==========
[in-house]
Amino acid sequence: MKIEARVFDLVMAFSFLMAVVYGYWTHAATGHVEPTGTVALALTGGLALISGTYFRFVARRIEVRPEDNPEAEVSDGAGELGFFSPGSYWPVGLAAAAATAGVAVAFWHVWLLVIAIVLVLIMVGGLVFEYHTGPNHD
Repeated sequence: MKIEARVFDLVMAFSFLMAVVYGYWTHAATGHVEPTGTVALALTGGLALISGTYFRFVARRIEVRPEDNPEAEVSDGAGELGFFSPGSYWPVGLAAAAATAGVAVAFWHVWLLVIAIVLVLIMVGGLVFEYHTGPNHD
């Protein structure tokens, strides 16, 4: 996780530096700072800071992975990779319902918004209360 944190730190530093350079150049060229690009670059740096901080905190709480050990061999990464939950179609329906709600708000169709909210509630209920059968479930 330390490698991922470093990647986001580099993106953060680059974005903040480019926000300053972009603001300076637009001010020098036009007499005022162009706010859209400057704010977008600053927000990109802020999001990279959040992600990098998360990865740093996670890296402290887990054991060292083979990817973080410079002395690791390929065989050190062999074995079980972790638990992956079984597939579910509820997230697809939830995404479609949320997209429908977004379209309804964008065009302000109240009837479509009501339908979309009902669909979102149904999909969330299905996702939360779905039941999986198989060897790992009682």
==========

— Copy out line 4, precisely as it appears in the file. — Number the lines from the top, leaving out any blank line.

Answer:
């Protein structure tokens, strides 16, 4: 996780530096700072800071992975990779319902918004209360 944190730190530093350079150049060229690009670059740096901080905190709480050990061999990464939950179609329906709600708000169709909210509630209920059968479930 330390490698991922470093990647986001580099993106953060680059974005903040480019926000300053972009603001300076637009001010020098036009007499005022162009706010859209400057704010977008600053927000990109802020999001990279959040992600990098998360990865740093996670890296402290887990054991060292083979990817973080410079002395690791390929065989050190062999074995079980972790638990992956079984597939579910509820997230697809939830995404479609949320997209429908977004379209309804964008065009302000109240009837479509009501339908979309009902669909979102149904999909969330299905996702939360779905039941999986198989060897790992009682």